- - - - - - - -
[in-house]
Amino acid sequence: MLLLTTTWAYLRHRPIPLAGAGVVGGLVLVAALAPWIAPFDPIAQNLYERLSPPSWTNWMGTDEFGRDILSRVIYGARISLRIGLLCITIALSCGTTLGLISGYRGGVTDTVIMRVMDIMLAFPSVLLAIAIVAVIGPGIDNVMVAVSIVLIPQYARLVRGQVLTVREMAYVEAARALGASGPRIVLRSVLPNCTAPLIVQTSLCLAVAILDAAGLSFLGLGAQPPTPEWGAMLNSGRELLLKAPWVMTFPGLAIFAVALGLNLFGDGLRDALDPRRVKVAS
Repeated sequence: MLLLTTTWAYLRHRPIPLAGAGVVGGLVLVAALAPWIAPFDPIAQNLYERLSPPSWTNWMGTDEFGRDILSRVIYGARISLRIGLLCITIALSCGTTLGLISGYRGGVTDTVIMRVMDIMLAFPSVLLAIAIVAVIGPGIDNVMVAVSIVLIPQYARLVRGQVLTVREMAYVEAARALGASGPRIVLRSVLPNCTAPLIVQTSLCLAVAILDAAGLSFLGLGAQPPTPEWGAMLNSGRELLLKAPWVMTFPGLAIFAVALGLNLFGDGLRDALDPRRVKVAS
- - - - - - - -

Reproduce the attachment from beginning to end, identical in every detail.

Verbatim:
[in-house]
Amino acid sequence: MLLLTTTWAYLRHRPIPLAGAGVVGGLVLVAALAPWIAPFDPIAQNLYERLSPPSWTNWMGTDEFGRDILSRVIYGARISLRIGLLCITIALSCGTTLGLISGYRGGVTDTVIMRVMDIMLAFPSVLLAIAIVAVIGPGIDNVMVAVSIVLIPQYARLVRGQVLTVREMAYVEAARALGASGPRIVLRSVLPNCTAPLIVQTSLCLAVAILDAAGLSFLGLGAQPPTPEWGAMLNSGRELLLKAPWVMTFPGLAIFAVALGLNLFGDGLRDALDPRRVKVAS
Repeated sequence: MLLLTTTWAYLRHRPIPLAGAGVVGGLVLVAALAPWIAPFDPIAQNLYERLSPPSWTNWMGTDEFGRDILSRVIYGARISLRIGLLCITIALSCGTTLGLISGYRGGVTDTVIMRVMDIMLAFPSVLLAIAIVAVIGPGIDNVMVAVSIVLIPQYARLVRGQVLTVREMAYVEAARALGASGPRIVLRSVLPNCTAPLIVQTSLCLAVAILDAAGLSFLGLGAQPPTPEWGAMLNSGRELLLKAPWVMTFPGLAIFAVALGLNLFGDGLRDALDPRRVKVAS